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Home / Sold Items / Sold Jewellery / Antique rose and green gold brooch made in 1889

Antique rose and green gold brooch made in 1889

Here is a very lovely and attractive antique rose and green gold brooch made in 1889 that will always be admired for its elegance and charm.

Rose gold is produced by adding copper to the gold as a main alloy resulting in a lovely warm colour that is as popular today s when it was made. Whereas many modern rose gold pieces are very pink, antique rose gold has that soft colour that is so desired and appreciated. And then this brooch is highlighted with the much rarer green gold. Green gold has a very soft hue to it and in this brooch is used perfectly to highlight the leaves that form the pattern for this brooch. This delicate and subtle use of green gold really adds a wonderful contrast and highlights the design perfectly. Green gold was used in the late Victorian period when this brooch was made for only a relatively short period of time and is more popular now than ever before.

Measuring 3cm in diameter, this is one of those brooches that will look so good during the day and well into the evening and always be such a magnificent talking point.


Stock# ES7857

Hallmarked: Birmingham 1889


Out of stock


Out of stock

Antique rose and green gold brooch made in 1889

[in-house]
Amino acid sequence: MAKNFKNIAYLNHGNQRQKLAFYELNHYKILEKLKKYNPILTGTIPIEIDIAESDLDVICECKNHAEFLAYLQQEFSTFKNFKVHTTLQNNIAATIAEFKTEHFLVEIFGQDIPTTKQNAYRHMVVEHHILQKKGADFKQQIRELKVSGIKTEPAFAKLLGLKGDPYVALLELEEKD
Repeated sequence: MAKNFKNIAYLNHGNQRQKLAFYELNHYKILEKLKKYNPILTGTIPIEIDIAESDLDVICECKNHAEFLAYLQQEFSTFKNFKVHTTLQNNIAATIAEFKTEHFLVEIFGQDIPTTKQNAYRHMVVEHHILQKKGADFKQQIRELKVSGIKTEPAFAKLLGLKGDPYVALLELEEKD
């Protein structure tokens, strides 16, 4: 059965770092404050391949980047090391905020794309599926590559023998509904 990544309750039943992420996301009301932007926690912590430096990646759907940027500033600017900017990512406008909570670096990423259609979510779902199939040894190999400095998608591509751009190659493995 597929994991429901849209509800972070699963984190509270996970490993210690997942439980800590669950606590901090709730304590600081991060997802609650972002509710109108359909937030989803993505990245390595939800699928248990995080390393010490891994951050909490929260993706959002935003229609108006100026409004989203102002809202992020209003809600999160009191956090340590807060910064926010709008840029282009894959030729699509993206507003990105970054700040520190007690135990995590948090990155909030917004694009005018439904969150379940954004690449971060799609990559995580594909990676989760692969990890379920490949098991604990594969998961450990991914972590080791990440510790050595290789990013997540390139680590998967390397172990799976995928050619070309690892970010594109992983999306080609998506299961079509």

A brief history on green gold:

Green gold first has to be looked at as being a very soft green colour. Don’t expect the green colour of the gold to be as rich as an emerald green colour, rather a more delicate soft hue.

Gold in its purest form is a very bright yellow that is quite malleable and easy to be worked with. Indeed pure gold can be hammered so thin, that 200,000 sheets would only be one inch in thickness, and one single ounce of gold can be drawn into a wire an astonishing one mile long.

Because of its rich golden colour and softness, gold is alloyed with other metals to increase its hardness and alter its colour.

Rose or pink gold as it is also known is produced by adding copper as its main alloy to produce a lovely warm rose colour that achieves a wonderful patina over time, and the alloys in white gold have changed over the years mostly due to the cost of others alloys such as palladium which was the alloy of choice in the early 1900’s, whereas now manganese, silver, palladium, nickel or a combination of the metals are used.

Green gold was produced sporadically in during the 1800’s and mostly in the late 1800’s by adding silver as well as cadmium, however the major drawback with cadmium is that it releases toxic fumes when being melted, a problem that was not really known to the jewellers of this period.

However once alloyed, green gold is completely safe to handle, its danger only lies in the alloying/melting process.

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